Tips to Remember
∑ A crate should have enough room for the dog to stand and turn around.
∑ Because dogs are social animals, the ideal location for the crate is in a room full of activity.
∑ For the crate to remain a positive retreat never use it for punishment. You can, however, use the crate to avoid potential problems (e.g. chewing, jumping). If you use social isolation, or "time-out," place the dog in a separate room instead of the crate.
Introduce the puppy to the crate as early in the day as possible. Place a few treats, toys, or food in the crate to motivate the puppy to enter voluntarily. The first confinement session should be after a period of play, exercise, and elimination (e.g., when the puppy is ready to take a nap). Place the puppy in its crate with a toy and a treat, and close the door. Leave the room but remain close enough to hear the puppy. Expect some distress at first. Never reward the pup by letting it out when it cries or whines. Ignore it until the crying stops, and then release it.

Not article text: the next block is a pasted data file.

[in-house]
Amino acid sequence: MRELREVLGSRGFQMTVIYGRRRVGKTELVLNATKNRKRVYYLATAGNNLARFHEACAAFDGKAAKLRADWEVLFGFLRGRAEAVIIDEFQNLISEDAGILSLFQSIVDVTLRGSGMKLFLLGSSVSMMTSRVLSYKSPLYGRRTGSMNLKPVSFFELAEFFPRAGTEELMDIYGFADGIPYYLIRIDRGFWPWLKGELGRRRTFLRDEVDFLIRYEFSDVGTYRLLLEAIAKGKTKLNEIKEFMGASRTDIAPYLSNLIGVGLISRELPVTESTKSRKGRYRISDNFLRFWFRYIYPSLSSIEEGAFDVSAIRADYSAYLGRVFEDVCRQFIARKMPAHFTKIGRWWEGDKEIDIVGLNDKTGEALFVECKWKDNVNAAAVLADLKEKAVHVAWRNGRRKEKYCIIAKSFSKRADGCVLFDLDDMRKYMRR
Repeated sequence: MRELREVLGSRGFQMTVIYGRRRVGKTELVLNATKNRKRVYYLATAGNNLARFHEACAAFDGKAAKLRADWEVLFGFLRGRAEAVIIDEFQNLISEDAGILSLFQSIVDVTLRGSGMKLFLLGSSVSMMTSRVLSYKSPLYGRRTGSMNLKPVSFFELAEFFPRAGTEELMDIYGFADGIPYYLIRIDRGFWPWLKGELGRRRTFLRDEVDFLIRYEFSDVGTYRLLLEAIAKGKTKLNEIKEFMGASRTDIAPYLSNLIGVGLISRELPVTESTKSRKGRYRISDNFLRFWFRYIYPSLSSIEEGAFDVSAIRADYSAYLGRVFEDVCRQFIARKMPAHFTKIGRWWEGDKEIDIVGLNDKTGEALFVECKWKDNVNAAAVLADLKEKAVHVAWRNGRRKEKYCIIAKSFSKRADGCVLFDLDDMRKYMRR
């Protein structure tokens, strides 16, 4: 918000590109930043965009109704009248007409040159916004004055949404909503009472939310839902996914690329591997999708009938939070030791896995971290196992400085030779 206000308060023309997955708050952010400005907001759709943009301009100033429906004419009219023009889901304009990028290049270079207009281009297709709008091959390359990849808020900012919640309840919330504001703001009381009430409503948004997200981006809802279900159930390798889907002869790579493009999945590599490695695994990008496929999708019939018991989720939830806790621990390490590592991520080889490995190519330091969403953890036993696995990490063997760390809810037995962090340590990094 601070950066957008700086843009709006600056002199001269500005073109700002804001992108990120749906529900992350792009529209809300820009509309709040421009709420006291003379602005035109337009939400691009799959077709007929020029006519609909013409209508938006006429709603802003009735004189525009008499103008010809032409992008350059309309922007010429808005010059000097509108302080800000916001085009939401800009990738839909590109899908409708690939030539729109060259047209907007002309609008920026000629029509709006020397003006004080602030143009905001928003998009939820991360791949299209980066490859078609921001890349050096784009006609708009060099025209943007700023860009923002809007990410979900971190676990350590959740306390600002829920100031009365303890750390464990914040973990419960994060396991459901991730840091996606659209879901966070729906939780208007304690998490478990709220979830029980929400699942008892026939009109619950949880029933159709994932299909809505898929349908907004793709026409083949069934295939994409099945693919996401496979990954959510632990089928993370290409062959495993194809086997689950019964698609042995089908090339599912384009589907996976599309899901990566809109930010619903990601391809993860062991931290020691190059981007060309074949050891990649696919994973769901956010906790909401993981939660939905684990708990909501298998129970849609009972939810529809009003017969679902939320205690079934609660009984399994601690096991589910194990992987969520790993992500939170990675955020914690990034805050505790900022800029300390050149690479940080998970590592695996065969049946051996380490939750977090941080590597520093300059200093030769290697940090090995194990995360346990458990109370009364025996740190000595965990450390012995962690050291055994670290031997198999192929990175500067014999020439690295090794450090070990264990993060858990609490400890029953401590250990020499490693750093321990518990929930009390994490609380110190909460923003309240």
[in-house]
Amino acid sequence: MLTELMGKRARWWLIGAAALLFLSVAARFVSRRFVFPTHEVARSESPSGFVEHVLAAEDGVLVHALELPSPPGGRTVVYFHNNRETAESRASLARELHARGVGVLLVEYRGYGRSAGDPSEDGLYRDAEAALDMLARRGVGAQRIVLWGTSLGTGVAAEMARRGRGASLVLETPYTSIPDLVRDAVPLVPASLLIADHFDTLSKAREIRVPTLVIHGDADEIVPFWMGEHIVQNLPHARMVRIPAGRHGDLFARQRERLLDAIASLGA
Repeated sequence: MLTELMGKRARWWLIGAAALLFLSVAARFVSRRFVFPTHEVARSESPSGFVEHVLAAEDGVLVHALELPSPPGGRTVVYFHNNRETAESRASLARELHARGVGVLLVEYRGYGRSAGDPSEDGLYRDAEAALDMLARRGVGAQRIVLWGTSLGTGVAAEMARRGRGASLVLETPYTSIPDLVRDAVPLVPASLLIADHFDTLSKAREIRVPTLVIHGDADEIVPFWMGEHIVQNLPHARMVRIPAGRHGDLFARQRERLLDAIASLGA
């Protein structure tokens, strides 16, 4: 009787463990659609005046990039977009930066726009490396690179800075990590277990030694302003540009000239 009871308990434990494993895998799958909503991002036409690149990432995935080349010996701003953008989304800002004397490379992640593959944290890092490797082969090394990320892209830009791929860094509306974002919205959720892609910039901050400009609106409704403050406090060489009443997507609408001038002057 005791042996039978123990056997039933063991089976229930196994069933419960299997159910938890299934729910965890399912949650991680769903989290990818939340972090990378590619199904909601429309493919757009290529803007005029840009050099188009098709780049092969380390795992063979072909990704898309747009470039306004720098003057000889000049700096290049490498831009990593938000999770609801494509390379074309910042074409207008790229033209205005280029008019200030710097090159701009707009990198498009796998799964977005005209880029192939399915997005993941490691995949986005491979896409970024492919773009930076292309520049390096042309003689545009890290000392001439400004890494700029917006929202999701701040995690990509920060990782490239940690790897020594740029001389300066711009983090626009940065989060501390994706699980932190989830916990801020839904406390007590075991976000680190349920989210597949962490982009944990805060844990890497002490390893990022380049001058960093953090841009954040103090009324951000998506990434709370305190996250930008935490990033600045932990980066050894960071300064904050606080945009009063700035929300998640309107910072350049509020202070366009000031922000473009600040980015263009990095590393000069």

If crying does not subside on its own, a light scolding may be useful. Avoid any excessive correctionó it can cause fear and anxiety, which could aggravate the whining or cause elimination. When correcting, remain out-of-sight so that the puppy does not learn to associate the punishment with your presence. A squirt from a water gun or a sharp noise (try a shaker can containing a few coins) can be used to interrupt barking.
Training Adult Dogs
Training an adult dog is similar to training a puppy, except regarding the initial introduction to the crate. Introduce the dog to the crate by setting it up in the dog's feeding area with the door open for a few days. Place food, treats, and toys in the crate so that the dog enters on its own. Once the dog is entering the crate freely, it is time to close the door. When punishing the dog, take the same advice given for puppy training. Gradually increase the amount of time the dog must remain quietly in the crate before you release it.
John Weale D.V.M., M.S.